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Confidence lost in wake of Minard Hall collapse

Kelly Sassi, North Dakota State University assistant professor of English, is preparing for the return of students while her class materials remain in her damaged office, at top right, in Minard Hall. (David Samson /The Forum)1 / 2
"Without my materials, I have to readjust my expectations for what the class can be," Kelly Sassi says of her damaged office. (David Samson/The Forum)2 / 2

FARGO -- Kelly Sassi is teaching a new class today, but her original research and materials are in a Minard Hall office inaccessible to her.

The assistant professor of English at North Dakota State University tears up when she looks at her office, one of those with a gaping hole in it following the Dec. 27 collapse of the northwest wall.

In addition to feeling unprepared as students return this week, Sassi fears she may lose irreplaceable sentimental items.

Among them is an orange and brown tapestry that belonged to her deceased mother that's barely clinging to the side of the building.

Evening classes at NDSU start today, and the first full day of the semester is Tuesday.

But faculty with offices affected by the collapse haven't been able to retrieve their belongings yet.

First crews need to stabilize the roof and jack up the floors before contractors can go into what's been dubbed the "red zone" and recover those items.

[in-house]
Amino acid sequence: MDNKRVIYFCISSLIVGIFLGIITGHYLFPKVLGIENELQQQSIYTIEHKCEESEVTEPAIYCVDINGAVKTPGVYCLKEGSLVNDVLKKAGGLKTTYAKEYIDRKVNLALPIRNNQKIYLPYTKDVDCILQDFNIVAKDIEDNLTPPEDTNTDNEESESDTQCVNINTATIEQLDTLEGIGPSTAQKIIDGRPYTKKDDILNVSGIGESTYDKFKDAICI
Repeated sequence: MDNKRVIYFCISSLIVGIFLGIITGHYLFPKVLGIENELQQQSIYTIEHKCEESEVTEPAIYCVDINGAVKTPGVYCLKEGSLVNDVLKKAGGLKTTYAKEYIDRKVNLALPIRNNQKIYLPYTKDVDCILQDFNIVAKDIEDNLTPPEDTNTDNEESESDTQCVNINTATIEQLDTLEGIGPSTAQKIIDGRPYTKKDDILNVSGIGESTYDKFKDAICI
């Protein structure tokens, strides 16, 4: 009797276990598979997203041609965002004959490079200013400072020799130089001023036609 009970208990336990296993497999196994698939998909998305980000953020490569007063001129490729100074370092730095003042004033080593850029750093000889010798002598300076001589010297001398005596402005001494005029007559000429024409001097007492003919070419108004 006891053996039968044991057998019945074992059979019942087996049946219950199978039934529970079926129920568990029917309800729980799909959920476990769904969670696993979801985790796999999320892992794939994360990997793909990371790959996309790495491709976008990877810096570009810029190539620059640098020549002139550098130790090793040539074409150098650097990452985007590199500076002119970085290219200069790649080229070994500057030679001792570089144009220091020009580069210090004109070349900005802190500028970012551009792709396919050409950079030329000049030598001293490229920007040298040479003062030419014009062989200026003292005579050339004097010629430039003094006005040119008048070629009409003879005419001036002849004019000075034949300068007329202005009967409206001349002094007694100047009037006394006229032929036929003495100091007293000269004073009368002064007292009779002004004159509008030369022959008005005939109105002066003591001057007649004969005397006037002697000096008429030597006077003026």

NDSU hasn't been able to protect the exposed offices from the weather because putting up a tarp could create stability problems when it's windy.

President Dick Hanson said during an open forum last week that the greatest challenges of the Minard collapse are the effects on faculty, staff and students. NDSU has made counseling services available to those affected.

"In some ways the building part is the easy part," Hanson said. "Patching careers is another question. It's a much more difficult question."

Sassi, in her second year at NDSU, planned to use the weeks leading up to the semester to prepare for a graduate course on composition research she's teaching for the first time.

She's replaced the textbooks that are in her office, but she's without her original data, research files and handwritten notes.

"I would like to teach an excellent course and have a strong evaluation for my tenure file," Sassi said. "Without my materials, I have to readjust my expectations for what the class can be."

Sassi's colleague Verena Theile is in a similar situation. She teaches literature, but is unable to access her books with extensive annotations.

It's unknown what condition the items in the offices are in. In Sassi's office, a heavy bookcase fell last Wednesday, landing on her computer.

Faculty in other departments face obstacles as well.

Linda Langley, assistant professor of psychology, can't access her office or her research lab, and she doesn't know what condition they're in.

One item she hopes to retrieve is a Wii console that is being used in a video game training study with older adults.

The highest-priority item she'd like retrieved is a computer that contains names of more than 500 older adults who are interested in participating in Langley's studies.

Psychology professor Mark Nawrot didn't lose his office, but he hasn't been able to access his lab with expensive eye-tracking equipment he uses for alcohol research.

A lot of the research involves programs that have been developed over the years.

"It's difficult to imagine starting over," Nawrot said.